Short lines made big splash with federal CRISI grants

PAL landed a $29.6 million CRISI grant for its $62.9 million project, which will elevate 280 miles of track from Paducah to Louisville, Kentucky, to a state of good repair. Paducah & Louisville Railway Inc.

By Jeff Stagl, Managing Editor

To say short lines fared well in the latest round of Consolidated Rail Infrastructure and Safety Improvement (CRISI) Program grants would be quite the understatement.

When the Federal Railroad Administration (FRA) on Sept. 25 announced 70 projects as the fiscal-year 2022 CRISI recipients, an unprecedented number of short-line projects — 47 spread over 36 states — made the list. Plus, a CRISI record $720 million in total grant awards went to small-road projects from the $1.4 billion doled out by the FRA.

The grants will be used to bolster short-line infrastructure to address the No. 1 cause of small-road derailments: worn-out track and ties. The proceeds also will help cover the cost to rehabilitate or upgrade older bridges, improve safety at grade crossings, prevent trespassing, deploy safety technology and reduce emissions.

Among the short-line projects, 13 involve crossing upgrades or trespassing mitigation measures; 14 focus on track improvements to accommodate 286,000-pound rail cars, improve network fluidity or create efficiency benefits for shippers; and 20 target bridge upgrades or repairs. The six others call for acquiring or upgrading locomotives to meet federal Tier 3, Tier 4 or zero-emission requirements.

American Short Line and Regional Railroad Association (ASLRRA) leaders expressed excitement that this latest round of CRISI grants is the most successful ever for the short-line industry — resulting in two-thirds of the awards and about half of the total available funding.

“Congress has signaled with growing bipartisan vigor over the years … its support of short lines and our contribution to the economy and the freight-rail network in nearly every state,” said ASLRRA President Chuck Baker in a press release. “The short-line applicants and their partners provided fiercely competitive proposals that delivered on the USDOT’s stated goals of providing infrastructure investment to improve safety, efficiency, economic vitality and resiliency.”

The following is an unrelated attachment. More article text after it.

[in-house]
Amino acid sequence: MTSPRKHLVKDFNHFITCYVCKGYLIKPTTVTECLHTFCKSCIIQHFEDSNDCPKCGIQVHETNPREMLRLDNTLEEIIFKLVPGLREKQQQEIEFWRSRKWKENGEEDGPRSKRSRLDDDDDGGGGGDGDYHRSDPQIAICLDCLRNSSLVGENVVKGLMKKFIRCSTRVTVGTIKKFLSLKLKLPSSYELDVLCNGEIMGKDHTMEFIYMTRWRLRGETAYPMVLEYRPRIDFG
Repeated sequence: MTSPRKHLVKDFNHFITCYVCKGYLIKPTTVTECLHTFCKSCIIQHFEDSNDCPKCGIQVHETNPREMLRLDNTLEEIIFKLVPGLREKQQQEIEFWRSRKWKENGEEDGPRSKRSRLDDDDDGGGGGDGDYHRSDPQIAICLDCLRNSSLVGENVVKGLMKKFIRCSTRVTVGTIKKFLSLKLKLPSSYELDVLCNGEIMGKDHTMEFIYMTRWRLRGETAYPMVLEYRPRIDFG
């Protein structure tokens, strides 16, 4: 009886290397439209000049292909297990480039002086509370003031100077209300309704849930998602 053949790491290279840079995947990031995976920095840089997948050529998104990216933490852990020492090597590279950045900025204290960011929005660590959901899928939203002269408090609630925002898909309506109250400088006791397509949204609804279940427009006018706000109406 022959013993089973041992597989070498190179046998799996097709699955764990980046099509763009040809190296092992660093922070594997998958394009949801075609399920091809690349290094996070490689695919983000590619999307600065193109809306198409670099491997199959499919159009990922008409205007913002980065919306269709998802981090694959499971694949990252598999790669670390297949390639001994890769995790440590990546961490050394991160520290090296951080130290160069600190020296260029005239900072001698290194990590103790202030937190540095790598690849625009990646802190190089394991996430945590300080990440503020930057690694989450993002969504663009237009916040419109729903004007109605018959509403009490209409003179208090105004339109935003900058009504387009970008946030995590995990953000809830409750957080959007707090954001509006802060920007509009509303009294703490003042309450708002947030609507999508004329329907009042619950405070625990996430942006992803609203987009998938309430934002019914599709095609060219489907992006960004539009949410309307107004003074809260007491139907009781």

The ASLRRA even landed its own CRISI grant: A $2.5 million award to perform positive train control (PTC) performance analytics and security functions. That work will be conducted for short lines that operate as tenants on the Northeast Corridor or use an advanced civil speed enforcement PTC system.

As for the regionals, short lines or holding companies that won grants, RailPrime checked in with a number of them via phone or email to gain more perspective on their projects and the overriding benefits.

Watco a big winner
Watco owns and operates six of the short lines involved in selected projects. The participating railroads and the respective CRISI project grants are the Blue Ridge Southern Railroad (BLU), $12.6 million; Fox Valley & Lake Superior Rail System (FOXY), $2 million; Kanawha River Railroad (KNWA), $16.2 million; Louisiana Southern Railroad (LAS), $16.8 million; Palouse River & Coulee City Railroad (PCC), $72.8 million; and South Kansas & Oklahoma Railroad (SKOL), $31.2 million.

The BLU project in North Carolina calls for various improvements to bridges and track-related components along the short line’s 72-mile line to meet existing and anticipated demand, accommodate 286k cars, and improve safety and operations by removing slow orders associated with poor track conditions.
In Wisconsin, the FOXY project also will address 286k needs through the rehabilitation of three moveable swing bridges over the Fox River. In addition, the work will help improve operations and the connectivity of maritime transportation.

Watco grants Watco received a total of seven grants, including a $16.8 million award for its Louisiana Southern Railroad to improve infrastructure to address 286k requirements. Watco